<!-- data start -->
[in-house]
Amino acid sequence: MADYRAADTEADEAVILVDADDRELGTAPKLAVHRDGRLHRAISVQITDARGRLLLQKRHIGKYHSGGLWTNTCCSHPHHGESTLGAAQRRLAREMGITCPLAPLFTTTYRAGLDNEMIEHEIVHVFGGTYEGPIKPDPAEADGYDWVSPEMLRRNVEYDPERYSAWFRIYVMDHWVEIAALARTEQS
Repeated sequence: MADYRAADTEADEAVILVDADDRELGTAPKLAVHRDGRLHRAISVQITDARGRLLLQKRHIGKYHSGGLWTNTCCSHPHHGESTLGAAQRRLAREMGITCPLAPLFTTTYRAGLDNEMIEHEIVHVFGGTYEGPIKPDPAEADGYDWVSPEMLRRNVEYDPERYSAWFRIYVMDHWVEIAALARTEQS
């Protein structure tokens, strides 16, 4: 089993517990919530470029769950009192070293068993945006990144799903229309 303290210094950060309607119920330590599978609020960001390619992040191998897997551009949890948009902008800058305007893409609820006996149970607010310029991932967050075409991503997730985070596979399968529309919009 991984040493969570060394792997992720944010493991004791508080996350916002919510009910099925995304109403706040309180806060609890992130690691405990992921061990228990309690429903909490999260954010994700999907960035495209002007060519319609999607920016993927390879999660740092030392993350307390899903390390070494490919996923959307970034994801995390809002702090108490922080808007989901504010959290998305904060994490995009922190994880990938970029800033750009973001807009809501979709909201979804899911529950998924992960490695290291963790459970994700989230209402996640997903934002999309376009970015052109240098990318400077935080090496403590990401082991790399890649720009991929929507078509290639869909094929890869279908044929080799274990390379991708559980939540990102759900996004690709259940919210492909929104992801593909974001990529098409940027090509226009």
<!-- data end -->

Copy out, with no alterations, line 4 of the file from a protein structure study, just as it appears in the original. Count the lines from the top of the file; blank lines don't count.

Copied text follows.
């Protein structure tokens, strides 16, 4: 089993517990919530470029769950009192070293068993945006990144799903229309 303290210094950060309607119920330590599978609020960001390619992040191998897997551009949890948009902008800058305007893409609820006996149970607010310029991932967050075409991503997730985070596979399968529309919009 991984040493969570060394792997992720944010493991004791508080996350916002919510009910099925995304109403706040309180806060609890992130690691405990992921061990228990309690429903909490999260954010994700999907960035495209002007060519319609999607920016993927390879999660740092030392993350307390899903390390070494490919996923959307970034994801995390809002702090108490922080808007989901504010959290998305904060994490995009922190994880990938970029800033750009973001807009809501979709909201979804899911529950998924992960490695290291963790459970994700989230209402996640997903934002999309376009970015052109240098990318400077935080090496403590990401082991790399890649720009991929929507078509290639869909094929890869279908044929080799274990390379991708559980939540990102759900996004690709259940919210492909929104992801593909974001990529098409940027090509226009």